Understanding Factors Associated with Commuter Rail Ridership: A Demand Elasticity Study of the GO Transit Rail Network

Document Type

Journal Article

Publication Date


Subject Area

place - north america, mode - rail, ridership - commuting, ridership - demand, ridership - modelling, ridership - elasticity, land use - impacts, land use - planning, land use - transit oriented development, land use - urban density, planning - methods, planning - service improvement


Commuter rail, transit demand, elasticity, smartcard data


Planners have theorized that transitioning commuter rail systems to regional rail networks will increase ridership, balance mode share, and reduce automobile use in North American cities. This process is currently underway in Ontario, Canada, as service is being expanded throughout the GO Transit commuter rail network. Calculating elasticities is a common approach used to identify factors that, if adapted, may significantly influence transit demand. However, few studies have focused on identifying demand elasticities specific to the current case of upgrading commuter rail systems in the North American context. The purpose of this study is to fill this gap. Station-level ridership data were compiled for the GO system from January 2016 to December 2019. Smartcard data were used to estimate station catchment areas for which land use, socioeconomic, and demographic datasets were developed. Data about additional factors related to station access, service quantity, fare price, and availability of substitute transport modes were also compiled. Controlling for trip type (e.g., a.m. peak and evening off-peak), demand models were estimated using a random effect panel data estimator. This study finds that service quantity, population density, fuel price, and unemployment rate were significantly associated with commuter rail ridership, regardless of trip type examined. Employment density and seasonal variation were also significant, although different signs were shown between models. The results suggest that plans for this kind of transition should include other considerations in addition to service quantity improvements. Those directed toward the implementation of transit-oriented developments, transport pricing schemes, and competitive fare price strategies are outlined.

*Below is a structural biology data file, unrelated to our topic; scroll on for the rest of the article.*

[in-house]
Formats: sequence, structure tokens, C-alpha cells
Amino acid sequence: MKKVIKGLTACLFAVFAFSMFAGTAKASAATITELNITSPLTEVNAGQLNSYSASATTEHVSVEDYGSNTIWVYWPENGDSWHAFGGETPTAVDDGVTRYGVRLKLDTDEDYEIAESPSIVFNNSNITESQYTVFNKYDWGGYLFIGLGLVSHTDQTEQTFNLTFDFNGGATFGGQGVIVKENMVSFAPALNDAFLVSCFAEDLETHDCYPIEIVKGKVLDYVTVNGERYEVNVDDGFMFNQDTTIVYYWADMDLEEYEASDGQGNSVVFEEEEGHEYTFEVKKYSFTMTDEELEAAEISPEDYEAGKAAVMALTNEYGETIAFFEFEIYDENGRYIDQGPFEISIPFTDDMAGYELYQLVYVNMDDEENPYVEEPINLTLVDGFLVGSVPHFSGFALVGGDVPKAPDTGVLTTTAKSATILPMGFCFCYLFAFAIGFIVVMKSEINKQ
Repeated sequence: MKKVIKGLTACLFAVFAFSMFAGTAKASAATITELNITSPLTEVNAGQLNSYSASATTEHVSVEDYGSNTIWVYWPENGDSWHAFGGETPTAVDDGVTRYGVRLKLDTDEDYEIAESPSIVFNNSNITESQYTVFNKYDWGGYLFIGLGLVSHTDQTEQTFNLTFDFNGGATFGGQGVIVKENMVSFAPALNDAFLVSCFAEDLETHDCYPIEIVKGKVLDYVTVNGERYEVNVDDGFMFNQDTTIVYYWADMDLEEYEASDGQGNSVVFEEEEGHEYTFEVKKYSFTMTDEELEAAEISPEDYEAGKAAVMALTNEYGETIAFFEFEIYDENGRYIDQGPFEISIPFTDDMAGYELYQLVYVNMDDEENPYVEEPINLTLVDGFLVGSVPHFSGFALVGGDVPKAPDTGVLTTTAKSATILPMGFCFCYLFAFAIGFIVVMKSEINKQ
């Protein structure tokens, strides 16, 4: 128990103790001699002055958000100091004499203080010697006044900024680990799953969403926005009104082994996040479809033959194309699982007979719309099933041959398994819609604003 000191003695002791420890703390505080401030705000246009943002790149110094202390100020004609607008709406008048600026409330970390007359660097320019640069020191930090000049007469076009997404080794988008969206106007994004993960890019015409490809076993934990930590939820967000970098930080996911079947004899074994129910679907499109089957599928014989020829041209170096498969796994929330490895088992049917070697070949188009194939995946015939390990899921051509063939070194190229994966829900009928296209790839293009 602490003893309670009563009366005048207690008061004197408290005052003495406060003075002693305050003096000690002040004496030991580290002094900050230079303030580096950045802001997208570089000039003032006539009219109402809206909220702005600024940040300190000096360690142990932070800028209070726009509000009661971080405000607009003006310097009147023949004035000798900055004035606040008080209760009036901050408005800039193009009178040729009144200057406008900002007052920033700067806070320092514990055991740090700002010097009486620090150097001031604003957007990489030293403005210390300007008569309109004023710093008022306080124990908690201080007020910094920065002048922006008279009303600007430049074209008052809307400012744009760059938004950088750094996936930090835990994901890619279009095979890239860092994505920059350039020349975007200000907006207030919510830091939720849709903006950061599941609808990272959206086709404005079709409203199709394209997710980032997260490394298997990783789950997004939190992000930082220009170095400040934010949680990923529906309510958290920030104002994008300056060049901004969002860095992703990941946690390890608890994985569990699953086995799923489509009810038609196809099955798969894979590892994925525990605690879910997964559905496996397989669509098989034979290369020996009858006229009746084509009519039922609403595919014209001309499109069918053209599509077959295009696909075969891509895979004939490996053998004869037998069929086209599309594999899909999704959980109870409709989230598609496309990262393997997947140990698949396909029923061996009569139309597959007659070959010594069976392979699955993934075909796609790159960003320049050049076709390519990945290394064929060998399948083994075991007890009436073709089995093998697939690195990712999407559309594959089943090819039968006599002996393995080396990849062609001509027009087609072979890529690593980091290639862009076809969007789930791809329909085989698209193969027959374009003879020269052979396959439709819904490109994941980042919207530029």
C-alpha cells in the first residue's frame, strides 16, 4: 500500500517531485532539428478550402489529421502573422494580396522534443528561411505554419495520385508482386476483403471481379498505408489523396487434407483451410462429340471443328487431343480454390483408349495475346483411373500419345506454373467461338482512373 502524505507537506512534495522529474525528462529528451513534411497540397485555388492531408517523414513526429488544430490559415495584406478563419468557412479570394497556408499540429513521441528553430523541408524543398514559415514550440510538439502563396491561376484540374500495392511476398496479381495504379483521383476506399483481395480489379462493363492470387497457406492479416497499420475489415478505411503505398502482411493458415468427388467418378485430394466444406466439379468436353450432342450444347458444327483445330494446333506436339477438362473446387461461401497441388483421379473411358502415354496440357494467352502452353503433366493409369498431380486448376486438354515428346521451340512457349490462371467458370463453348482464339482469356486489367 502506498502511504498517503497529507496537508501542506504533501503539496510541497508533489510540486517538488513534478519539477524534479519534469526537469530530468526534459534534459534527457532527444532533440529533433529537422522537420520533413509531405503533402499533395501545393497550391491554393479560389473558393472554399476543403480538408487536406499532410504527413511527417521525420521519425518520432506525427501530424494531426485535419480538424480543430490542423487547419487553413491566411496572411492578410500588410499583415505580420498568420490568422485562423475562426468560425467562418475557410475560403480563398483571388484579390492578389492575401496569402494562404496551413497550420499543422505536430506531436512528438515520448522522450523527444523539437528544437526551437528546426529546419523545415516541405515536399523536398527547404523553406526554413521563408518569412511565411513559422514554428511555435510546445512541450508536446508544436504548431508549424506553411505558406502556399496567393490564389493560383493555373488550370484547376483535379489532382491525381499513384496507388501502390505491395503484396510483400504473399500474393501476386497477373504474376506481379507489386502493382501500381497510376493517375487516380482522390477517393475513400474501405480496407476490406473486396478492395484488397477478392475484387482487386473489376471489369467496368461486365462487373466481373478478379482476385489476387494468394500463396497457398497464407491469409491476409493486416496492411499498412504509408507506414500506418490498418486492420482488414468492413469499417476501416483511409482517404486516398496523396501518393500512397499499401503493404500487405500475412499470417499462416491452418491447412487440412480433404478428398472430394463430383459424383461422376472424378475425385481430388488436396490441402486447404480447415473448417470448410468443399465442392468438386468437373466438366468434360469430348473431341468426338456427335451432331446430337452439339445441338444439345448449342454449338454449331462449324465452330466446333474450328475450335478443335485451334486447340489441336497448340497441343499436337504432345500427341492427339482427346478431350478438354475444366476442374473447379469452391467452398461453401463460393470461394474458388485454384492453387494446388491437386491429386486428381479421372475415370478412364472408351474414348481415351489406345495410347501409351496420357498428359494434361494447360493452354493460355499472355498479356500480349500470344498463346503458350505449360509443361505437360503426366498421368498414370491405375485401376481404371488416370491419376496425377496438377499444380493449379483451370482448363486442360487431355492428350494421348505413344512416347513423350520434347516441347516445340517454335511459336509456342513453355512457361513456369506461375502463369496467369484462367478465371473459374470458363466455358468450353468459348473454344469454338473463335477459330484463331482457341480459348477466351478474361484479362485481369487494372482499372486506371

Permission to publish the abstract has been given by SAGE, copyright remains with them.